MANILA – The Philippine government, through the Department of Foreign Affairs (DFA), on Friday, pledged USD100,000 (approximately PHP4.86 million) to help address the worsening situation and famine faced by conflict-torn Yemen.
“Knowing my President’s soft heart for cruelly treated children, I raised our donation in the Pledging Event for the Humanitarian Crisis in Yemen to USD100,000 and promised to scrape up some more. Money saved from travels goes to the victims of barbarous proxy wars of big powers,” Foreign Affairs Secretary Teodoro Locsin Jr. said.
While Manila is also reeling from the impact of the coronavirus disease 2019 (Covid-19) pandemic, Locsin underscored the “duty to look after one another and reach out to those who are experiencing the direst of situations.”
He, meanwhile, called on all parties to the armed conflict to “stop the firing and listen to the cries and worse yet, listen to the silence when starving kids no longer cry out nor their mothers wail with their children draped like rags over their arms.”
Yemen was plunged into conflict in 2014 when the Iranian-backed Houthi militia took over Sana’a and eventually declared control over the country with the help of its ousted president Ali Abdullah Saleh.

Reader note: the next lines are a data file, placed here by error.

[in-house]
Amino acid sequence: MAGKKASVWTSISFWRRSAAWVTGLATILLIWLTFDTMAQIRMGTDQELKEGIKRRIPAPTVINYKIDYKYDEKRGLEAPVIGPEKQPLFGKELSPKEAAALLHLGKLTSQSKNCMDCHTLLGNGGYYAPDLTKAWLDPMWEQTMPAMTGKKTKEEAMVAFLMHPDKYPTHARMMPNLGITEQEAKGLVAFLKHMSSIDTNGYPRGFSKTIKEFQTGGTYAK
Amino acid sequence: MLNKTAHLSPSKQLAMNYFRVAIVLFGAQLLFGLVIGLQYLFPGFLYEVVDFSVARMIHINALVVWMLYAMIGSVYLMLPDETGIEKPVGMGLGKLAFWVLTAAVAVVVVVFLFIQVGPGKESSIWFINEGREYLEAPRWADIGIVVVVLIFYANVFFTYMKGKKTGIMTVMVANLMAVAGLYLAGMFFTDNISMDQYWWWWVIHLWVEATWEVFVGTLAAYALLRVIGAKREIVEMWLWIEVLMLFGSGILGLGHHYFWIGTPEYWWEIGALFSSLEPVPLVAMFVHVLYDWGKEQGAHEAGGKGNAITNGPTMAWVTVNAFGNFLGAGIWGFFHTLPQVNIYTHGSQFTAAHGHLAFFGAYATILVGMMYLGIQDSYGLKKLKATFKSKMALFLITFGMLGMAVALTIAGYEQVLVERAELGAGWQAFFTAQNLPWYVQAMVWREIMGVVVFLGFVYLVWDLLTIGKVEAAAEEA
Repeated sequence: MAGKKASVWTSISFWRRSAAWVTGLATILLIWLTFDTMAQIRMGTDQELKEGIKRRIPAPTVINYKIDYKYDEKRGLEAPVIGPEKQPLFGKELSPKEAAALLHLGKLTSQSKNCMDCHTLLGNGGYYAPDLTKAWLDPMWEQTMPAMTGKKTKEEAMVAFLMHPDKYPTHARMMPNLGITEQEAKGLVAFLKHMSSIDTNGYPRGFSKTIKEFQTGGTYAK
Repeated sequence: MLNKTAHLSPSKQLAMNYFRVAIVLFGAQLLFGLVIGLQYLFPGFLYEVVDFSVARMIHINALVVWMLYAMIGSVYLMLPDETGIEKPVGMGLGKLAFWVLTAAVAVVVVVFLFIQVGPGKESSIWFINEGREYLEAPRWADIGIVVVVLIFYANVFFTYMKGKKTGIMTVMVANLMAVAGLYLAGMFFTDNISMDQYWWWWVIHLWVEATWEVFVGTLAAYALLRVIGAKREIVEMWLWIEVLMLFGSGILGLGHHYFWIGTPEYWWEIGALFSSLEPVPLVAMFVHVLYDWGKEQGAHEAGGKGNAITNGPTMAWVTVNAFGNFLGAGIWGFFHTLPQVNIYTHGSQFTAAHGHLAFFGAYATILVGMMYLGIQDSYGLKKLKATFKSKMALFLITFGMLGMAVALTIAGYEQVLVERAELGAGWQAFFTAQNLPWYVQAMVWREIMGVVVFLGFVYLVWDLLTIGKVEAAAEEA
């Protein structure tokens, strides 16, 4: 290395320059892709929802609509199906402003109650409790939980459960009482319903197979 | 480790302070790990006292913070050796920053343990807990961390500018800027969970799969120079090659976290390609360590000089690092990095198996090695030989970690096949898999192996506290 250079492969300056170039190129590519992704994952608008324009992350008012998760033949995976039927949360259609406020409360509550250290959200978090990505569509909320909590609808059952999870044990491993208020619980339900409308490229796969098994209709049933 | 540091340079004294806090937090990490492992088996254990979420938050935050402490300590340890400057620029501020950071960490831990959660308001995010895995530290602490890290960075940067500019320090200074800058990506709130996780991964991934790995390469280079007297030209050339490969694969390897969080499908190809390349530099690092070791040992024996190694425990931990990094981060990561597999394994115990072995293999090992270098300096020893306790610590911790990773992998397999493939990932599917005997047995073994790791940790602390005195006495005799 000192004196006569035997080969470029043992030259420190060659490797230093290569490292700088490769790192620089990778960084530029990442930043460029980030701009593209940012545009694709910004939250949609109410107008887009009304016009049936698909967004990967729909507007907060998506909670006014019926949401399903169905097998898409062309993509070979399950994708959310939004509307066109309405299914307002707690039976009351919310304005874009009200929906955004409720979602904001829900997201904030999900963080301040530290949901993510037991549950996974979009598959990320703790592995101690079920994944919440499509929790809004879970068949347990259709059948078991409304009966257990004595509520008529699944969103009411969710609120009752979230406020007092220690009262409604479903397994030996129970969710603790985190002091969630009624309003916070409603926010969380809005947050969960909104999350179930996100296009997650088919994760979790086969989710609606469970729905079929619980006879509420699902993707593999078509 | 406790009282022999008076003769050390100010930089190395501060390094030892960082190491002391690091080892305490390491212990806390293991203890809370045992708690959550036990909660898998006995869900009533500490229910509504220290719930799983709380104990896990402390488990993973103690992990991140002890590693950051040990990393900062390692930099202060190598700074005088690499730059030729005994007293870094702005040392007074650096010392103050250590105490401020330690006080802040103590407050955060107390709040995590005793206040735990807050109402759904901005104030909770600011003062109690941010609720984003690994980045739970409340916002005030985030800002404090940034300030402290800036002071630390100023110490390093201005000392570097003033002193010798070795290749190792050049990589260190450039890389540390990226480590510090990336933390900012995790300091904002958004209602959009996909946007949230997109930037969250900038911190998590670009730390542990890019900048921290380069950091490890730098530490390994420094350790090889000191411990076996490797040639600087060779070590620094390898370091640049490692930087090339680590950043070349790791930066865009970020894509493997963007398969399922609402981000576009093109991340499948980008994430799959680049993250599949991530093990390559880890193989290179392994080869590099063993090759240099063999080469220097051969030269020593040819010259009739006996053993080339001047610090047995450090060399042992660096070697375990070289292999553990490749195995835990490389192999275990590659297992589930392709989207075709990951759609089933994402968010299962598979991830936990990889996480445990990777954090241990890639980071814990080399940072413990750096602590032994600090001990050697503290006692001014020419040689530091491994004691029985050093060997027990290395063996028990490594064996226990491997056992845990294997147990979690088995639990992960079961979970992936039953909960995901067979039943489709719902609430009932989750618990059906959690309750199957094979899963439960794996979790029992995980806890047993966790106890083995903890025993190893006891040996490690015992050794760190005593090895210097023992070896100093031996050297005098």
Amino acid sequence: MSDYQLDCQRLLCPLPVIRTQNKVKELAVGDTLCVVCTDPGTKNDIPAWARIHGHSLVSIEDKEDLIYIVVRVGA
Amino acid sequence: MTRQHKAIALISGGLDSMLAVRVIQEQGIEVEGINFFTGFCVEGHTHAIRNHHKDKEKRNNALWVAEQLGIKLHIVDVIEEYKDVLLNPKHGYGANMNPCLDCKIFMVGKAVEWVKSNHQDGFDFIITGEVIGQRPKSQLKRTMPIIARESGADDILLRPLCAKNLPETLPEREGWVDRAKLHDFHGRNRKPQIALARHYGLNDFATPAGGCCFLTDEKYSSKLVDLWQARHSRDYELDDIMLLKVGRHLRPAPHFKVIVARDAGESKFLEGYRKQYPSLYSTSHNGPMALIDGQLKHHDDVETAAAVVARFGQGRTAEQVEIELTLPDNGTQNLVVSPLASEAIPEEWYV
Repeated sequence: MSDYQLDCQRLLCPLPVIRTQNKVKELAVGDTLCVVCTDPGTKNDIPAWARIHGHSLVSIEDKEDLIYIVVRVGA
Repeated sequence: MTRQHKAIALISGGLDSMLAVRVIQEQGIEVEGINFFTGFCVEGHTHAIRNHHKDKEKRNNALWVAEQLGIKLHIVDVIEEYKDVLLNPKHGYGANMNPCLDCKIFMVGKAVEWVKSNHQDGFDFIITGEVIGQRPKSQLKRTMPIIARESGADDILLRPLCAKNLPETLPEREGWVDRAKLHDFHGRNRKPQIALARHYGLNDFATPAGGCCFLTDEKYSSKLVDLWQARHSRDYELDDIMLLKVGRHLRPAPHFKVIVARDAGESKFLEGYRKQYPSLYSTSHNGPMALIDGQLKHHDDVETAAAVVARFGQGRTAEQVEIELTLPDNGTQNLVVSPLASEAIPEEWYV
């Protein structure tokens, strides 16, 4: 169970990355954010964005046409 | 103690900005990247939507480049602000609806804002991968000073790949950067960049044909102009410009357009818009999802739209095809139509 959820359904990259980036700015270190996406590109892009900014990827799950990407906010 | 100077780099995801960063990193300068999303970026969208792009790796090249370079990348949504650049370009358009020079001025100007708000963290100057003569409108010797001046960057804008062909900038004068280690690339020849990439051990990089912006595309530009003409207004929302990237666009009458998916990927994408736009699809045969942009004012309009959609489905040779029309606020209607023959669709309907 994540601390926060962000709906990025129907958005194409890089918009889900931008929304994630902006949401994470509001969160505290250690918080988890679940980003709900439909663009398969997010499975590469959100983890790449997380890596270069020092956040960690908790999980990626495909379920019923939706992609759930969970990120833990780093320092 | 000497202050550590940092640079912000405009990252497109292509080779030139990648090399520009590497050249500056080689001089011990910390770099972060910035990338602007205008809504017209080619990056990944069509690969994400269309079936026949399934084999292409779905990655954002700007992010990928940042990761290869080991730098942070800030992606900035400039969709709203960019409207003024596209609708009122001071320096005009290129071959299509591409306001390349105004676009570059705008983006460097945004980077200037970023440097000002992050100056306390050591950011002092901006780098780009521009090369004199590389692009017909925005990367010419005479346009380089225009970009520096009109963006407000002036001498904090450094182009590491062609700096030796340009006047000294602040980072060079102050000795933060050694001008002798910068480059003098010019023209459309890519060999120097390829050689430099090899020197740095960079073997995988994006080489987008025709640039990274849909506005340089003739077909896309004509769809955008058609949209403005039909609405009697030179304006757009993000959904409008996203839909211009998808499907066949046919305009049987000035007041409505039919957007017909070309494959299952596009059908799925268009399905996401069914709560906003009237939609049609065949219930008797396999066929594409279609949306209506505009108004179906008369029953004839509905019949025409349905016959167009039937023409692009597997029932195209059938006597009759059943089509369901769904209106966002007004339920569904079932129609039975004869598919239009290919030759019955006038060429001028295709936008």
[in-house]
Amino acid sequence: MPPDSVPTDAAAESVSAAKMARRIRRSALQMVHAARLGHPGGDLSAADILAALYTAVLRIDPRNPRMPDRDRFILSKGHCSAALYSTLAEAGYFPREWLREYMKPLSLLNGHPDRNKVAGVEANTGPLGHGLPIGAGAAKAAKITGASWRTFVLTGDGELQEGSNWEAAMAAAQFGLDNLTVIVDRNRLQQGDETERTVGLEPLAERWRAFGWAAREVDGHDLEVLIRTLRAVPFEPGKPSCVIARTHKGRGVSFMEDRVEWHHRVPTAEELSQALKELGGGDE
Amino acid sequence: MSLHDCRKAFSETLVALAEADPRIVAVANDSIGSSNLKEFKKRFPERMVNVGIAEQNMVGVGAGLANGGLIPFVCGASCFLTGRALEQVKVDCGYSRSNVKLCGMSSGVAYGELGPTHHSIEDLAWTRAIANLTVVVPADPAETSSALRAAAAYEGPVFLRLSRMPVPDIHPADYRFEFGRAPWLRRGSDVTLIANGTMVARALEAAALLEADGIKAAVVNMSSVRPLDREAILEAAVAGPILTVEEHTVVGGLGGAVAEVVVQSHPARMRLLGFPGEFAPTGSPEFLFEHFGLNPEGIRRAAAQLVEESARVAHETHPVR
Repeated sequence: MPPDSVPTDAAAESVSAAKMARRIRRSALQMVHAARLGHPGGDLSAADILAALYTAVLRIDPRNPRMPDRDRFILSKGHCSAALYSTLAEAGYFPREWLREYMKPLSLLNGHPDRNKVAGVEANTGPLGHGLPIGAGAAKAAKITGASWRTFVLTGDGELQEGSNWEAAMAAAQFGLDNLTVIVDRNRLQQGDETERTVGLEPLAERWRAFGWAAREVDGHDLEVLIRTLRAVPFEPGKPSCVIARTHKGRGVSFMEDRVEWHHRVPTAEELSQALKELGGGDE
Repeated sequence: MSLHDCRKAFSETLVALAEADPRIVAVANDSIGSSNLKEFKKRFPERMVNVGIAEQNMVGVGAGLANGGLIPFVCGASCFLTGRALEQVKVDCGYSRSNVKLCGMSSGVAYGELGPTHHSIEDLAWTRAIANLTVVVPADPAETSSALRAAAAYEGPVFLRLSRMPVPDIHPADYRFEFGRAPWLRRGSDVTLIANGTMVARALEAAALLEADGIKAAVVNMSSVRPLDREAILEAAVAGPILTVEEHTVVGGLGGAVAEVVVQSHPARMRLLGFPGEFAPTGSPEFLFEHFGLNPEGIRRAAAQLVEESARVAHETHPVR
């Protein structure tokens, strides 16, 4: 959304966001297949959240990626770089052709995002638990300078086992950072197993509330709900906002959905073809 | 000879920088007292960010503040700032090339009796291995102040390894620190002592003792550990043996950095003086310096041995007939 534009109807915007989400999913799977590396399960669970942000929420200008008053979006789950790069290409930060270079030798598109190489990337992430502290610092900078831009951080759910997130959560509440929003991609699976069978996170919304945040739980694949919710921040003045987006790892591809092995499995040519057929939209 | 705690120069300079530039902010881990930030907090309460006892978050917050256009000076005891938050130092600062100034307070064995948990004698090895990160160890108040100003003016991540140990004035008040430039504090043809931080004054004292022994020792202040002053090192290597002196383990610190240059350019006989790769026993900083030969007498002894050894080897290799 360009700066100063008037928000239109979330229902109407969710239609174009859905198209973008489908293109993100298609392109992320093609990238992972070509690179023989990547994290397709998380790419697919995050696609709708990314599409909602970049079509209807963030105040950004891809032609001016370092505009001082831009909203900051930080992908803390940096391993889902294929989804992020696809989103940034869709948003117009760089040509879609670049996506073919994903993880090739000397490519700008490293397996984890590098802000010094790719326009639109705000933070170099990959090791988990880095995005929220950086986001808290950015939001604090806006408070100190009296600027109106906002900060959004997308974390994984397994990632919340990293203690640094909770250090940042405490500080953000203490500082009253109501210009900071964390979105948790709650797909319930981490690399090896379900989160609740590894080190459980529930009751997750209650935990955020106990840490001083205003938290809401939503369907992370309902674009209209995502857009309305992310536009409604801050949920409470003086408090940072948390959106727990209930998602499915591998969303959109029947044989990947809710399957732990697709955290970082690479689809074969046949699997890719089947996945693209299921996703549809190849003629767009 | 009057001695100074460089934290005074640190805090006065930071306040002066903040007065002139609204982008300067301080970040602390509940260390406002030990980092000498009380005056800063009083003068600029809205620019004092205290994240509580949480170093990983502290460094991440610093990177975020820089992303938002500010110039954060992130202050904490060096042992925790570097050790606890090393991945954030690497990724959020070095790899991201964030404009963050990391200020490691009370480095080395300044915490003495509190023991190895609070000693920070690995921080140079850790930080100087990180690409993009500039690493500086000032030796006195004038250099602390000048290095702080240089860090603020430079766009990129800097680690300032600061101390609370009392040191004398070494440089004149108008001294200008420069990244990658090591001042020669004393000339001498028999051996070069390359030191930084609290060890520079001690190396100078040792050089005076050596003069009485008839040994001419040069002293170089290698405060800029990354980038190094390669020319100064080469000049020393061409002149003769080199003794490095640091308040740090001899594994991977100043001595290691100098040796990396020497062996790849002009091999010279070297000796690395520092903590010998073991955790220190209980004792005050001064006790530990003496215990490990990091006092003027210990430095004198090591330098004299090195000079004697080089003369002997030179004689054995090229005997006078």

With the support from a military coalition led by Saudi Arabia, the Yemeni government was able to push the militia back and restore control on most of its land.
A sharp increase in violence, however, was reported last year exacerbated by a fuel crisis, desert locust infestations, and the impact of Covid-19 on the country.
The United Nations said six years of relentless conflict in Yemen has made the country the “site of the world’s largest humanitarian crisis” where millions of people need assistance.
Malnutrition rates are also at “record highs” as the country speeds towards the “worst famine the world has seen in decades,” UN humanitarian chief Mark Lowcock said.
Lowcock added that some 400,000 under-age-five girls and boys are severely malnourished that they are in “their last weeks and months.”
This year alone, at least USD3.85 billion is needed to provide aid and protection to some 16 million people in the country. (PNA)